Did people believe Hickok, Buffalo Bill or Annie Oakley?
By Forrest Whitman
One of the most famous wild west shows of the late 19th century was run by Buffalo Bill. He really did present an amazing spectacle. In Denver he exhibited hundreds of horses, an entire Indian village, and heroes like Wild Bill Hickok. The Indian village allowed Sioux people to keep tribal dances and lore going at a time when all of that was forbidden on their reservations. The stories western heroes like Hickok told kept alive the whole myth of the west. Much of the show wasn’t historically true, but that didn’t matter to the crowds. They just wanted to see Buffalo Bill in his fancy dress and all those wild Indians. They enjoyed what one writer has called his artful deceptions.
Buffalo Bill (really William Cody) created a personal legend, some of it even true. He really did work as an army scout and was present on some buffalo hunts. The dates don’t match up for his alleged career as a pony express rider though. It’s also highly unlikely that he ever scouted for General George Custer. Several other western stars of that era greatly exaggerated their history as well. It’s unbelievable that Annie Oakley rescued a maiden being tied to a railroad track with one shot at her assailant from three hundred yards (just as the red ball express roared down the line). People loved the tale though.
Wild Bill Hickok also told many a hair-raising tale of his years riding for the Pony Express. It seems he was always chased by hostile Indians. All of those stories were sold for a dime and were eagerly bought up. Actually Hickok did work for the Pony Express as a hostler for a few weeks at Rock Creek Station, but he wasn’t a rider. Most in his audience knew all these stories were a well-tailored deception, but it didn’t matter much. The audience obviously enjoyed the artful deception. They liked the western gear, hooting Indians, big hats, white horses and all the rest of the iconography on display. Not only that, Annie Oakley really could shoot and Bill and Hickok really could ride horses well and do many great tricks on stage. Plus, the Indians really were Sioux and performed authentic dances, something absolutely forbidden on their reservations.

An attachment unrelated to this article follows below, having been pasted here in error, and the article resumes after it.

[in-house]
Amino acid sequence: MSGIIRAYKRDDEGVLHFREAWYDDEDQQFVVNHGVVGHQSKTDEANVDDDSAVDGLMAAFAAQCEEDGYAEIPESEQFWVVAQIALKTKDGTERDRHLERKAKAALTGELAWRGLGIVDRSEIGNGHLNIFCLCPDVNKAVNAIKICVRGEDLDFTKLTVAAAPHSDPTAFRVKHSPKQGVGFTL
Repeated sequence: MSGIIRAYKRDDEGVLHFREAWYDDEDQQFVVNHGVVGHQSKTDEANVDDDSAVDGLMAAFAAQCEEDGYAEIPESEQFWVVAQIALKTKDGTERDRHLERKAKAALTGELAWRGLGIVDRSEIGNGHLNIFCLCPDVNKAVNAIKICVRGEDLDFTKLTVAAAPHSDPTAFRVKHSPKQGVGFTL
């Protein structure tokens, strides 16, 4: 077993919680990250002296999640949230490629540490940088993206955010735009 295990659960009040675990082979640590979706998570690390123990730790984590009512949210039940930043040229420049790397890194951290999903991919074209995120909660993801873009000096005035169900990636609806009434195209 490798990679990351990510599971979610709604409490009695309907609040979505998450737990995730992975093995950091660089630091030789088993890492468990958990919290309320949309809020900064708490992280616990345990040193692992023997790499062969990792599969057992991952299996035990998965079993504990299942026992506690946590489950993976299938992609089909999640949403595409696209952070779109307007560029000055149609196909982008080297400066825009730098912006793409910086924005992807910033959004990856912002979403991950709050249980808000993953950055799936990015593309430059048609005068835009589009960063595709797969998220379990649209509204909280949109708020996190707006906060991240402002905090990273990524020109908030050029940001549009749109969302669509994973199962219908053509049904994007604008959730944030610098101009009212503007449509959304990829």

Did Buffalo Bill’s show become the west?
For eastern audiences Buffalo Bill’s show became the west, and gradually the west became something like the show. The original cowboys were mostly pretty practical working men. Few engaged in riding around shooting from their horses. So too, buckskin was once just practical, but now it became a hot retail item. Even the place names in the west became something out of one of Bill’s shows. We have a hundred “dry gulches,” “Indian Hills,” “Elk Hills,” or “Pinto acres.” The list of place names sounding “western” goes on and on. We westerners adopted Bill’s romance of the west including his many artful deceptions. Cowboy boots are another one. They were pretty routine, nothing like the fancy boots of today. It’s always seemed strange in the 21st century to see executives with million dollar a year salaries get out of their chauffeur-driven autos in Denver wearing cowboy boots. They are going up to their high-rise offices to trade stocks and derivatives, not rope cattle. Somewhere along the line we adopted Bill’s deceptions.